“Most people have probably never gone into their city hall unless they absolutely had to, whether that was to pay a tax bill, pull permits for construction, vote on election day or attend a hearing,” Drooker said in a video interview. “But the more memorable ones are beautiful buildings you just want to visit just for their own sake.”
Over the course of four years, Drooker traveled to around 40 of America’s 300-plus city halls. Often spending days at each, he documented their grand exteriors, explored long-forgotten corners and spoke to local politicians and architects about how the institutions operate. The resulting images reveal a surprisingly rich variety of styles, from Flemish Renaissance Revival in Milwaukee to Art Deco in Saint Paul, Minnesota.
Los Angeles City Hall as seen from the Walt Disney Concert Hall, another of the city’s architectural icons. Credit: Courtesy Arthur Drooker
In New York state, meanwhile, the halls of Buffalo’s soaring Art Deco city hall are painted with murals nodding to the region’s industries and decorative tiles inspired by Native American motifs.
“Those three things, working together, can make a building that transcends its function,” Drooker said.
Changing face of power
Despite the buildings’ apparent diversity, Neoclassicism has, historically, reigned large in American civic life. It has always been the “default architecture,” of government, Drooker said.
“They have the Greek-style columns, the pediments and the steps leading up to it because it conveys, very quickly, that this is an important building — there’s power in this building.”
Milwaukee City Hall was build in the Flemish Renaissance Revival style at the end of the 19th century. Credit: Courtesy Arthur Drooker
For Drooker, however, modern city halls not only reflect evolving tastes but changing expressions of power. Their designs suggest that the way rulers present themselves to the ruled has shifted in the 200 years between his book’s oldest case study, New York’s Federal-style city hall, and its most recent, Las Vegas City Hall, which was completed less than a decade ago and is wrapped in an LED-enabled glass facade.
“City halls are now consciously designed to be more open and more welcoming,” Drooker said, offering San Jose’s, completed in 2005, as an example. “It has a plaza that’s open to the street, and the architects of the building wanted to think of it as the city’s living room.”
San José City Hall, opened in 2005, features a modern take on the classic rotunda seens in many of America’s historic civic buildings. Credit: Courtesy Arthur Drooker
“A lot of people — I dare say including me — don’t think of Brutalism as especially welcoming,” he admitted. “But the architects of Boston City Hall were very clear that they wanted this building to be open to the people, because Boston was coming out of a very corrupt period, politically.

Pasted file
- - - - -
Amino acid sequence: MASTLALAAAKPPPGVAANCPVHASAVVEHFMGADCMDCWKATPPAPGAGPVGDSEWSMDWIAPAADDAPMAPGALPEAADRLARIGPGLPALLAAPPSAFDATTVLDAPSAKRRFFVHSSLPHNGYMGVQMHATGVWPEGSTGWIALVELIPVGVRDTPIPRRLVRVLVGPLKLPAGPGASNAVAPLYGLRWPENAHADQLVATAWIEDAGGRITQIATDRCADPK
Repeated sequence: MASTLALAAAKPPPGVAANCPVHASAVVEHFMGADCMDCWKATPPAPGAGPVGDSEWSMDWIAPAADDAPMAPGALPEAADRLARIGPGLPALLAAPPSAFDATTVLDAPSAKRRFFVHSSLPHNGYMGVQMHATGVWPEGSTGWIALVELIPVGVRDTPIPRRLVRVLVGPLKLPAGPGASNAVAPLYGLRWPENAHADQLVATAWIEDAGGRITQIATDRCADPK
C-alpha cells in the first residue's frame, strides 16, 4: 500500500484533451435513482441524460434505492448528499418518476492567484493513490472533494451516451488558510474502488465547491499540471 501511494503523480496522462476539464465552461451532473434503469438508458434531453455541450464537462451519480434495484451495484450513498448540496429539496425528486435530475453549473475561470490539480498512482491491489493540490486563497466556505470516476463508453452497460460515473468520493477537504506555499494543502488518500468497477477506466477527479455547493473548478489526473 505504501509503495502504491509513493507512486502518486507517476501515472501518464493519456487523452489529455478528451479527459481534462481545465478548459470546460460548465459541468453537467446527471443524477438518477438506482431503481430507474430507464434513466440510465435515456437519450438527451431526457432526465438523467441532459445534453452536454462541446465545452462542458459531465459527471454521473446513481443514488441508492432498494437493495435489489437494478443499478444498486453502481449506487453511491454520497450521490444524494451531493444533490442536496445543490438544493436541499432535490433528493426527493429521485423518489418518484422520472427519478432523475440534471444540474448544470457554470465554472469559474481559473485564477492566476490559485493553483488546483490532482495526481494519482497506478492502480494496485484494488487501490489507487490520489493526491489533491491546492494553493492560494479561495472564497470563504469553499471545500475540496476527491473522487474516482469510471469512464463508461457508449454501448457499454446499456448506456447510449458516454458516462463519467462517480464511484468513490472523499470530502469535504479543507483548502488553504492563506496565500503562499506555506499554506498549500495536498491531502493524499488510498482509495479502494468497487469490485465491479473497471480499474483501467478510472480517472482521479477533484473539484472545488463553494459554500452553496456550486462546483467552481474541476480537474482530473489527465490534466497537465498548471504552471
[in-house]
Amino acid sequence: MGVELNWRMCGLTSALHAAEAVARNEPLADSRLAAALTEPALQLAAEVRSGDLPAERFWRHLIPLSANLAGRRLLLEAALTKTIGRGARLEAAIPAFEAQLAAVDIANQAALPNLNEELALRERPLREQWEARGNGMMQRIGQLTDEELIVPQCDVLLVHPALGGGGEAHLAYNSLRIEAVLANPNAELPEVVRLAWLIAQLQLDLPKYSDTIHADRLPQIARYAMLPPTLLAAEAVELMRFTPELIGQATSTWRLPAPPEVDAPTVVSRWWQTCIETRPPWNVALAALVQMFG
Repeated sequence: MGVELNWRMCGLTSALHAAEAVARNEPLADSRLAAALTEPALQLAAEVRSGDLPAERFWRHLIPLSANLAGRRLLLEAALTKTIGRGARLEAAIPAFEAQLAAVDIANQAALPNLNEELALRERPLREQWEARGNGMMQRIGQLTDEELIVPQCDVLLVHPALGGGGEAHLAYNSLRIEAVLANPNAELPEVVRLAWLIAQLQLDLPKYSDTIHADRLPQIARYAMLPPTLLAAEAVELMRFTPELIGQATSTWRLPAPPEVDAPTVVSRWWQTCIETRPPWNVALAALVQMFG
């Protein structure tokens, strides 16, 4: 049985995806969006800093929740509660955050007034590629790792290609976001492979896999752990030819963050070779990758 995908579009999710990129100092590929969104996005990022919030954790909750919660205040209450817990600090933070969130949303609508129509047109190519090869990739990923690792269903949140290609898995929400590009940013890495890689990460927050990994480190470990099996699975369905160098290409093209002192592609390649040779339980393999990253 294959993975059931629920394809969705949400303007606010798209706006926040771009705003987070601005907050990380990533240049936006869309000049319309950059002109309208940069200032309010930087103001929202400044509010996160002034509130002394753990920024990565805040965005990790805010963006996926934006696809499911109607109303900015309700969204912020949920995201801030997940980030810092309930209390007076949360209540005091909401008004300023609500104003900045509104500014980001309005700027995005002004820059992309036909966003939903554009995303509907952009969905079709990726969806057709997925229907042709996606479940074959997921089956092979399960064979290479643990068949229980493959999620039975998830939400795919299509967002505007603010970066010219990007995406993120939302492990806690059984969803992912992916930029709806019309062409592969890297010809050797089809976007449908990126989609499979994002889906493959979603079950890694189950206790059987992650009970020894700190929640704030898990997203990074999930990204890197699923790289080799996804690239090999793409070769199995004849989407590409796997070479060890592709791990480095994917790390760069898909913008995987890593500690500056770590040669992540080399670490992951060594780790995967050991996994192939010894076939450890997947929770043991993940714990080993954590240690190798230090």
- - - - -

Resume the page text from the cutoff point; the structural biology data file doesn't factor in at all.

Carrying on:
“It was basically a stripped-down concrete building, as if to say: ‘We have nothing to hide, it is what it is.’ It is a very permeable building that is very open to the street, so this (reflects the idea of) consciously designing buildings that are open and available to the people they serve.”
Local democracy at work
The photographer’s personal fascination with city halls began with his local one, in San Francisco. “I would visit two or three times a week, and just take photos with my iPhone then post them on Instagram,” Drooker recalled.
Rebuilt after its predecessor was destroyed in the 1906 earthquake, San Francisco City Hall is a notable remnant of the City Beautiful movement, which sought to reimagine America’s cities at the turn of the 20th century. The striking Beaux-Arts design features a pink Tennessee marble staircase leading to an ornate rotunda and a 307-foot dome — the nation’s tallest — painted with gold leaf.
Local references feature prominently in Buffalo’s Art Deco design, opened in 1932. Credit: Courtesy Arthur Drooker
The famous dome’s illuminated interior graces the cover of Drooker’s book. But the photographer reveals lesser-seen details, too. In one image, a crack is seen running along the rotunda’s marble floor, a reminder of the 1989 earthquake that almost threatened to repeat history.
Indeed, while the photographer is primarily concerned with architecture, his images are often acts of symbolism, too, whether focusing on a Los Angeles ceiling panel that alludes to the city’s moviemaking heritage or a gavel in New York council chamber, worn from years of passing judgement. It is a fitting approach a project that, according to Drooker, was not just about documenting the buildings but checking the pulse of local government.
“Part of me felt like I was on a mission to create a manifesto for democracy,” he said. “Because democratic ideals are baked into these buildings, whether it’s a quote on the wall or a city council chamber designed to be welcoming to the general public.”